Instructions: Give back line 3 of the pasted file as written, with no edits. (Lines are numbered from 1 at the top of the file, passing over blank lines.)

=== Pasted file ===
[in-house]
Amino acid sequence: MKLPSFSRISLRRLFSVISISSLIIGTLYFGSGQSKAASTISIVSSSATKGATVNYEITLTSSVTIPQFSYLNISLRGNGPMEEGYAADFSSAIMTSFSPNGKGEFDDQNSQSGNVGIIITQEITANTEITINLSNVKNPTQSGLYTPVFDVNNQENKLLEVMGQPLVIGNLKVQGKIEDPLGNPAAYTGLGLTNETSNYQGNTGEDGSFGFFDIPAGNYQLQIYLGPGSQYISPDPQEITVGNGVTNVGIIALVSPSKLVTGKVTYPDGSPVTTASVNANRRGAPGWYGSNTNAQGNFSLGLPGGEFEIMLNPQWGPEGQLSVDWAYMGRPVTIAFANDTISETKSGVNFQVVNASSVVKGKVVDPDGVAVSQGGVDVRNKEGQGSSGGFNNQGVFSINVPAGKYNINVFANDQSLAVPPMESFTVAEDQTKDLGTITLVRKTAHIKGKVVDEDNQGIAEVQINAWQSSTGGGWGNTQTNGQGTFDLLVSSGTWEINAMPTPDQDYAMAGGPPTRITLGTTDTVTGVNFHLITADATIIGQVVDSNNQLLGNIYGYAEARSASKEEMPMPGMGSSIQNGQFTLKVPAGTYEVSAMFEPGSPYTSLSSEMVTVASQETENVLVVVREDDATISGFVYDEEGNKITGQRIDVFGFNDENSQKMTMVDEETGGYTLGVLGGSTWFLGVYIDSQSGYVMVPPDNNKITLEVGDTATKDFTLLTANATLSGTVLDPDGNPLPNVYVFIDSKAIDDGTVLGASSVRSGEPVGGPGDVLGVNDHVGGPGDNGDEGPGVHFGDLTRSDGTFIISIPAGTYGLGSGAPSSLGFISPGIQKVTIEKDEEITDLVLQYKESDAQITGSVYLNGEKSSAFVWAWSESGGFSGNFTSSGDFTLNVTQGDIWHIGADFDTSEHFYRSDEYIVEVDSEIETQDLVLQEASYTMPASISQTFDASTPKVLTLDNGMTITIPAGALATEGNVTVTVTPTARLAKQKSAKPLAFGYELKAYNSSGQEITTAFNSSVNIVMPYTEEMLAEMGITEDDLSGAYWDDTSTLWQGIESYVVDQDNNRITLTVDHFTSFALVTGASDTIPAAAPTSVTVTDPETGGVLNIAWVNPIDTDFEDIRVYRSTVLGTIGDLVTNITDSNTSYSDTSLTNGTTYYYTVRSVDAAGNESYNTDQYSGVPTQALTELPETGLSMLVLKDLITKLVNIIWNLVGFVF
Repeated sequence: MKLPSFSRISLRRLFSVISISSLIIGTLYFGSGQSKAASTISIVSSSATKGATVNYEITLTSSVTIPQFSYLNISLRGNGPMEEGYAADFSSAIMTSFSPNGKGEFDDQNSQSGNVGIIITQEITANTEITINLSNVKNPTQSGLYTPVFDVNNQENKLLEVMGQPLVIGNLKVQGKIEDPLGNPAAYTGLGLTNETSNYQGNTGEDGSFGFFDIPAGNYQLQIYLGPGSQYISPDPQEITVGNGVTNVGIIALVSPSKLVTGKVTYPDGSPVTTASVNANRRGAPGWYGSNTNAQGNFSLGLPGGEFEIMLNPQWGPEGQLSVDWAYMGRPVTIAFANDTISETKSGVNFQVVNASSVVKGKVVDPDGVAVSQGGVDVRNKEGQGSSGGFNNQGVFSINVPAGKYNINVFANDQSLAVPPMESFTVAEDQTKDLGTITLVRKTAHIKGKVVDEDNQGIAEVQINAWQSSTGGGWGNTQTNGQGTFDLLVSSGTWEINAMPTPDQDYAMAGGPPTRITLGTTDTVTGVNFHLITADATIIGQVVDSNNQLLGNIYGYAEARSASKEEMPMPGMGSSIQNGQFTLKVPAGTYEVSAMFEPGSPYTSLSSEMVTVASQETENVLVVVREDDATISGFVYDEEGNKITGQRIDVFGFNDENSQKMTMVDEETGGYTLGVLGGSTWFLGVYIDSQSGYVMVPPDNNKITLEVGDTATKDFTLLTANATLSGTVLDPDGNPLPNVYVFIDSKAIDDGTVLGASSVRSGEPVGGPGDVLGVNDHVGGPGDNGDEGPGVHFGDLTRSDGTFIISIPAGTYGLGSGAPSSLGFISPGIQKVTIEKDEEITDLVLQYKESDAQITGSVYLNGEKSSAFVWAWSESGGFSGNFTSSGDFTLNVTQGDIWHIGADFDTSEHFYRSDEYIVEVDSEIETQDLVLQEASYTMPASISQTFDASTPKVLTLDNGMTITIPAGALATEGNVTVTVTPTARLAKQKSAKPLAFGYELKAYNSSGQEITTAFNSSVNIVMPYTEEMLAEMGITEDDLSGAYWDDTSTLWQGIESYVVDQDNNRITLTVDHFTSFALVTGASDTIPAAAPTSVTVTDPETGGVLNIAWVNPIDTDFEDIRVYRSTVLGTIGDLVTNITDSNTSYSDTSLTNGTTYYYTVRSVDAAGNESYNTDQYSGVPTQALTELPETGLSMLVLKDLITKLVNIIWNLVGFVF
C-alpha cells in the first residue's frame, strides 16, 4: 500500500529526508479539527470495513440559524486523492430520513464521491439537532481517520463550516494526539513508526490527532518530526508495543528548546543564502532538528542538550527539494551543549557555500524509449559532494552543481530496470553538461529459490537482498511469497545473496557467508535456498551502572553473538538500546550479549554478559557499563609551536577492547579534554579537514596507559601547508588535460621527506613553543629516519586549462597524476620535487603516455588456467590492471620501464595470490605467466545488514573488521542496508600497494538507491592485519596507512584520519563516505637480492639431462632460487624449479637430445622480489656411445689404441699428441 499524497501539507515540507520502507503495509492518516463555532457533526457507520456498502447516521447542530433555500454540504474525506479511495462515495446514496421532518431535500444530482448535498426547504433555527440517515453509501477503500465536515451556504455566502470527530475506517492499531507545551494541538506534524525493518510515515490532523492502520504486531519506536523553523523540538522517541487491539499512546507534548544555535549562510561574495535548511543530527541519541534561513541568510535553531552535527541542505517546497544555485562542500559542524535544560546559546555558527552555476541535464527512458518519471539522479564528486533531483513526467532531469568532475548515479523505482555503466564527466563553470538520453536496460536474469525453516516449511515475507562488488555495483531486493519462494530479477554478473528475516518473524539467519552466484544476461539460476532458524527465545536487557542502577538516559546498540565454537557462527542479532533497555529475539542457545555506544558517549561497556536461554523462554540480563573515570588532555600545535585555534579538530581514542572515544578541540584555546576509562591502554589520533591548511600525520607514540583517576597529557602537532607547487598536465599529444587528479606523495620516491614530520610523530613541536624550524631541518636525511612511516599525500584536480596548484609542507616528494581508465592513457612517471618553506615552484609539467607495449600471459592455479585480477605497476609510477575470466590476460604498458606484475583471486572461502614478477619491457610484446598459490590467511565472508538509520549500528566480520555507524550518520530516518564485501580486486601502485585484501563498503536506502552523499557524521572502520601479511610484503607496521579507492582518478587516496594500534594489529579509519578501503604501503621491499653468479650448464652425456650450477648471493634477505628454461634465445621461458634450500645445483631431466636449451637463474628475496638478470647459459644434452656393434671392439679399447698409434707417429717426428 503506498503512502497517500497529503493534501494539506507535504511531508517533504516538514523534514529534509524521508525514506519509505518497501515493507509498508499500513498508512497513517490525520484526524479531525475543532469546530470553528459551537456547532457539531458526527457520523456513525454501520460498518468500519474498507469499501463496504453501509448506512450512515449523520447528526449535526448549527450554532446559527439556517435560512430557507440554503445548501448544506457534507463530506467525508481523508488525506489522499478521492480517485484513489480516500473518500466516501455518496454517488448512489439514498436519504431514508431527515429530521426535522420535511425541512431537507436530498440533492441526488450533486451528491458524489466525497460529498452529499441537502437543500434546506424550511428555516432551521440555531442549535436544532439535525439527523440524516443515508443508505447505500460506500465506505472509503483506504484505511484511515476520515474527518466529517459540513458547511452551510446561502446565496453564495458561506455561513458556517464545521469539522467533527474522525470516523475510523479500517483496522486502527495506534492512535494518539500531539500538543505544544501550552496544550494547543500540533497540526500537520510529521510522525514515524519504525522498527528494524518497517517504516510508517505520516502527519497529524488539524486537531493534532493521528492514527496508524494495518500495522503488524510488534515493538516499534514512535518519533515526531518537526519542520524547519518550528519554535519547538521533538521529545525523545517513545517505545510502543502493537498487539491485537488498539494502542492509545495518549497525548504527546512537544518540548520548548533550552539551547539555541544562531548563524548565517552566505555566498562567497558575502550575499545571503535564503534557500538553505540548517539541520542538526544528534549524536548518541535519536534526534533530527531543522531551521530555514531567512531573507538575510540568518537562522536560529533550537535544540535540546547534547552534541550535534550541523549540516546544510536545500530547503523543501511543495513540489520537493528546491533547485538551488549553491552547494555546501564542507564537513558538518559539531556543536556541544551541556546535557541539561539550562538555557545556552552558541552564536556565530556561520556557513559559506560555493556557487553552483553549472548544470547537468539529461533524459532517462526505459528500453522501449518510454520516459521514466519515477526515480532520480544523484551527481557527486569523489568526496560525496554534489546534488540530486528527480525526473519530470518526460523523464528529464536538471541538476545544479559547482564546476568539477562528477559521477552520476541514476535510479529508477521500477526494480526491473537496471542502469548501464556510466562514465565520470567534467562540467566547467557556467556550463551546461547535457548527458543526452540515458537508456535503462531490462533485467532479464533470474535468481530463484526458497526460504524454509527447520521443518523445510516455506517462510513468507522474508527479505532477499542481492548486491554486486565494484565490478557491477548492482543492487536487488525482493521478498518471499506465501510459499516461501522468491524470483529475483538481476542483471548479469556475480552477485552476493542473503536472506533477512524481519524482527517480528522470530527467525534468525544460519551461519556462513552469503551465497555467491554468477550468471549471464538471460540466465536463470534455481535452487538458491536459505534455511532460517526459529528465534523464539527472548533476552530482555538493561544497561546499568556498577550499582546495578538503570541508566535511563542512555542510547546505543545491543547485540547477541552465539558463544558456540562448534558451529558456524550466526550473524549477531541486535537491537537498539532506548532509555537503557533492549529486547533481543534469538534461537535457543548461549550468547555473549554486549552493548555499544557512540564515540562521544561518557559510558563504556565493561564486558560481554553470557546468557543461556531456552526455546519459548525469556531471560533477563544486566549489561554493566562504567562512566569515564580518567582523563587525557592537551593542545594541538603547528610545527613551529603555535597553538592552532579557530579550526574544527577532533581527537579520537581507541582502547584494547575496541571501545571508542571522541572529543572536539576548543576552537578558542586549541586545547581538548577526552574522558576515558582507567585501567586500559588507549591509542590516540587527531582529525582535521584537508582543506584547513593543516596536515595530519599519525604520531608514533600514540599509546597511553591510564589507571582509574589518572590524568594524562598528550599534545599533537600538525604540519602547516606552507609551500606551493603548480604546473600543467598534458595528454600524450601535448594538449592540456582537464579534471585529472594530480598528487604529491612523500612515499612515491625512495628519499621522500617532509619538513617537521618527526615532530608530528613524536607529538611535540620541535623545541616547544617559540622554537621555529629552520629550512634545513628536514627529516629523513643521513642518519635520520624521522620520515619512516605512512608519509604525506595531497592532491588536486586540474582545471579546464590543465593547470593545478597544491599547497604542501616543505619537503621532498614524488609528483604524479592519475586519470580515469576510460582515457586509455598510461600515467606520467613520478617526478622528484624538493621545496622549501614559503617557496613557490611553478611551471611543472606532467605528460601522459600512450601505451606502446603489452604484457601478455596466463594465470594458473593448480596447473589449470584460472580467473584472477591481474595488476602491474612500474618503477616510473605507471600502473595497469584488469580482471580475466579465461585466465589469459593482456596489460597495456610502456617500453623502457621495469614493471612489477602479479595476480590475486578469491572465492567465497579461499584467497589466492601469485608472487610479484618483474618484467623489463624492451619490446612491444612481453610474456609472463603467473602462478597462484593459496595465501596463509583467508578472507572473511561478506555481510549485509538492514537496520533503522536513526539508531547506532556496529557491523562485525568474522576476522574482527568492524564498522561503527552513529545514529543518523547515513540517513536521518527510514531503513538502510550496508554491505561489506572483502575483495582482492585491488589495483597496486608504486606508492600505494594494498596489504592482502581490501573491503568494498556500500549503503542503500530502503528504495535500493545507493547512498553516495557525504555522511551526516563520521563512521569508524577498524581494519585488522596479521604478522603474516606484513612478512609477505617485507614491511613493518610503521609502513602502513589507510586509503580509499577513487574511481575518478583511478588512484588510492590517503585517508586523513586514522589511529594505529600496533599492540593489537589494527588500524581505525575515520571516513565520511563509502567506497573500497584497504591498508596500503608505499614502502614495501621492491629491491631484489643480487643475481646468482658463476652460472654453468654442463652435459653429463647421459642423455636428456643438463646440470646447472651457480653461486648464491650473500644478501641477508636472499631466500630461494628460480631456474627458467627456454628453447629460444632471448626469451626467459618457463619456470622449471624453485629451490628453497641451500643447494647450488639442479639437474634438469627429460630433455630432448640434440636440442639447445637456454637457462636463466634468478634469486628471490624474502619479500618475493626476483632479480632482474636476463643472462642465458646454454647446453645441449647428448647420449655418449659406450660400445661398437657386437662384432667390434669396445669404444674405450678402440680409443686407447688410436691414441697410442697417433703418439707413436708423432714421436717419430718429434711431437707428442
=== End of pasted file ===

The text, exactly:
Repeated sequence: MKLPSFSRISLRRLFSVISISSLIIGTLYFGSGQSKAASTISIVSSSATKGATVNYEITLTSSVTIPQFSYLNISLRGNGPMEEGYAADFSSAIMTSFSPNGKGEFDDQNSQSGNVGIIITQEITANTEITINLSNVKNPTQSGLYTPVFDVNNQENKLLEVMGQPLVIGNLKVQGKIEDPLGNPAAYTGLGLTNETSNYQGNTGEDGSFGFFDIPAGNYQLQIYLGPGSQYISPDPQEITVGNGVTNVGIIALVSPSKLVTGKVTYPDGSPVTTASVNANRRGAPGWYGSNTNAQGNFSLGLPGGEFEIMLNPQWGPEGQLSVDWAYMGRPVTIAFANDTISETKSGVNFQVVNASSVVKGKVVDPDGVAVSQGGVDVRNKEGQGSSGGFNNQGVFSINVPAGKYNINVFANDQSLAVPPMESFTVAEDQTKDLGTITLVRKTAHIKGKVVDEDNQGIAEVQINAWQSSTGGGWGNTQTNGQGTFDLLVSSGTWEINAMPTPDQDYAMAGGPPTRITLGTTDTVTGVNFHLITADATIIGQVVDSNNQLLGNIYGYAEARSASKEEMPMPGMGSSIQNGQFTLKVPAGTYEVSAMFEPGSPYTSLSSEMVTVASQETENVLVVVREDDATISGFVYDEEGNKITGQRIDVFGFNDENSQKMTMVDEETGGYTLGVLGGSTWFLGVYIDSQSGYVMVPPDNNKITLEVGDTATKDFTLLTANATLSGTVLDPDGNPLPNVYVFIDSKAIDDGTVLGASSVRSGEPVGGPGDVLGVNDHVGGPGDNGDEGPGVHFGDLTRSDGTFIISIPAGTYGLGSGAPSSLGFISPGIQKVTIEKDEEITDLVLQYKESDAQITGSVYLNGEKSSAFVWAWSESGGFSGNFTSSGDFTLNVTQGDIWHIGADFDTSEHFYRSDEYIVEVDSEIETQDLVLQEASYTMPASISQTFDASTPKVLTLDNGMTITIPAGALATEGNVTVTVTPTARLAKQKSAKPLAFGYELKAYNSSGQEITTAFNSSVNIVMPYTEEMLAEMGITEDDLSGAYWDDTSTLWQGIESYVVDQDNNRITLTVDHFTSFALVTGASDTIPAAAPTSVTVTDPETGGVLNIAWVNPIDTDFEDIRVYRSTVLGTIGDLVTNITDSNTSYSDTSLTNGTTYYYTVRSVDAAGNESYNTDQYSGVPTQALTELPETGLSMLVLKDLITKLVNIIWNLVGFVF